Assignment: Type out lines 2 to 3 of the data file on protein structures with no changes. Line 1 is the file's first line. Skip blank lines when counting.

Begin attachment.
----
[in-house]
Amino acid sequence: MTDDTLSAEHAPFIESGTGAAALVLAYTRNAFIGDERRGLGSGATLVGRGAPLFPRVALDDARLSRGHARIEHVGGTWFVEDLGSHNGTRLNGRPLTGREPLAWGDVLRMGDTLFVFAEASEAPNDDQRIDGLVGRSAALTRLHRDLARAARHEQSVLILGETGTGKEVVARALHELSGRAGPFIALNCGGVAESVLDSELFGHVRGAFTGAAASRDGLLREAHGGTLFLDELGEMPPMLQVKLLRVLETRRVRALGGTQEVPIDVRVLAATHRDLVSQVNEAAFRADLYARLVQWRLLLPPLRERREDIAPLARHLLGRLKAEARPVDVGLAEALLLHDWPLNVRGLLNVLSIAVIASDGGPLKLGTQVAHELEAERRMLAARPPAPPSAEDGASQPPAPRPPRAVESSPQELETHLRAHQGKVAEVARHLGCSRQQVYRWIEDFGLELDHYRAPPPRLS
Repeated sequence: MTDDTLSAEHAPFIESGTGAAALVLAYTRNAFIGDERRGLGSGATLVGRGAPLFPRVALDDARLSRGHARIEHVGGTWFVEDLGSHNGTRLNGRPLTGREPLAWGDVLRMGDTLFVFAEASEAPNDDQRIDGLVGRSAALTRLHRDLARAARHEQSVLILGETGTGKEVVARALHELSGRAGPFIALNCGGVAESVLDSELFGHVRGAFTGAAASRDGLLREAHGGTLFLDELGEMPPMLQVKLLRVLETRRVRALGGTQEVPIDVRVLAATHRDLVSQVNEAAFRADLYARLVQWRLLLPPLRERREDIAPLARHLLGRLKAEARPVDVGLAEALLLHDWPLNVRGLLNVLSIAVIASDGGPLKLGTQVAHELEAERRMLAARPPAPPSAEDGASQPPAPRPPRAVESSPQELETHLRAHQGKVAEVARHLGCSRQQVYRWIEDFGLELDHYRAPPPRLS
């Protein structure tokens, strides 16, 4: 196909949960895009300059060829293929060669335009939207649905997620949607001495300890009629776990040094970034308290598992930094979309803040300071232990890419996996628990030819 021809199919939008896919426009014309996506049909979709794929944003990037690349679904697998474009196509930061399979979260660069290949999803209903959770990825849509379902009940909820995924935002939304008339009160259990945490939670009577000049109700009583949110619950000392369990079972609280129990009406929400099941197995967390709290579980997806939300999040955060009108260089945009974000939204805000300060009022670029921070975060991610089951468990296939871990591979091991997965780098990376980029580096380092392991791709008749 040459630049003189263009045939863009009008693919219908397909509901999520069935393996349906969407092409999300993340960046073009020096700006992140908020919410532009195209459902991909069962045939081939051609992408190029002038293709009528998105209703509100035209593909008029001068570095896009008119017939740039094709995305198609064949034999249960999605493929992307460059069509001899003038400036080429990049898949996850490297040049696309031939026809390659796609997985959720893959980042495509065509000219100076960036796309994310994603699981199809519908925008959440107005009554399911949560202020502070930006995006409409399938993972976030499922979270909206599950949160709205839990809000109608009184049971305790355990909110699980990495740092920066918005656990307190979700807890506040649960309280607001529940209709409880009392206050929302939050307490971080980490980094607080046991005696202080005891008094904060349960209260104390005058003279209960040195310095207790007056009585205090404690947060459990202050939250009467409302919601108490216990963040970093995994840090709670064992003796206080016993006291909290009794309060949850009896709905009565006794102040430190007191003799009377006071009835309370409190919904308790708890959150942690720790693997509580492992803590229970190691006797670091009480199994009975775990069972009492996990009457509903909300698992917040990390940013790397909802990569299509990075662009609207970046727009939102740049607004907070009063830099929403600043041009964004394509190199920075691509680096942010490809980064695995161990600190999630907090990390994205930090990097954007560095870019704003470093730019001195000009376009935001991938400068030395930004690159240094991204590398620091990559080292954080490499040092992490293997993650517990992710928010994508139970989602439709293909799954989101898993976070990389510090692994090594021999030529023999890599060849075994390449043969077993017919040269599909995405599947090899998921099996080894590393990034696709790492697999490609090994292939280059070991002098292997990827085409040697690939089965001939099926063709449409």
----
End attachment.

Amino acid sequence: MTDDTLSAEHAPFIESGTGAAALVLAYTRNAFIGDERRGLGSGATLVGRGAPLFPRVALDDARLSRGHARIEHVGGTWFVEDLGSHNGTRLNGRPLTGREPLAWGDVLRMGDTLFVFAEASEAPNDDQRIDGLVGRSAALTRLHRDLARAARHEQSVLILGETGTGKEVVARALHELSGRAGPFIALNCGGVAESVLDSELFGHVRGAFTGAAASRDGLLREAHGGTLFLDELGEMPPMLQVKLLRVLETRRVRALGGTQEVPIDVRVLAATHRDLVSQVNEAAFRADLYARLVQWRLLLPPLRERREDIAPLARHLLGRLKAEARPVDVGLAEALLLHDWPLNVRGLLNVLSIAVIASDGGPLKLGTQVAHELEAERRMLAARPPAPPSAEDGASQPPAPRPPRAVESSPQELETHLRAHQGKVAEVARHLGCSRQQVYRWIEDFGLELDHYRAPPPRLS
Repeated sequence: MTDDTLSAEHAPFIESGTGAAALVLAYTRNAFIGDERRGLGSGATLVGRGAPLFPRVALDDARLSRGHARIEHVGGTWFVEDLGSHNGTRLNGRPLTGREPLAWGDVLRMGDTLFVFAEASEAPNDDQRIDGLVGRSAALTRLHRDLARAARHEQSVLILGETGTGKEVVARALHELSGRAGPFIALNCGGVAESVLDSELFGHVRGAFTGAAASRDGLLREAHGGTLFLDELGEMPPMLQVKLLRVLETRRVRALGGTQEVPIDVRVLAATHRDLVSQVNEAAFRADLYARLVQWRLLLPPLRERREDIAPLARHLLGRLKAEARPVDVGLAEALLLHDWPLNVRGLLNVLSIAVIASDGGPLKLGTQVAHELEAERRMLAARPPAPPSAEDGASQPPAPRPPRAVESSPQELETHLRAHQGKVAEVARHLGCSRQQVYRWIEDFGLELDHYRAPPPRLS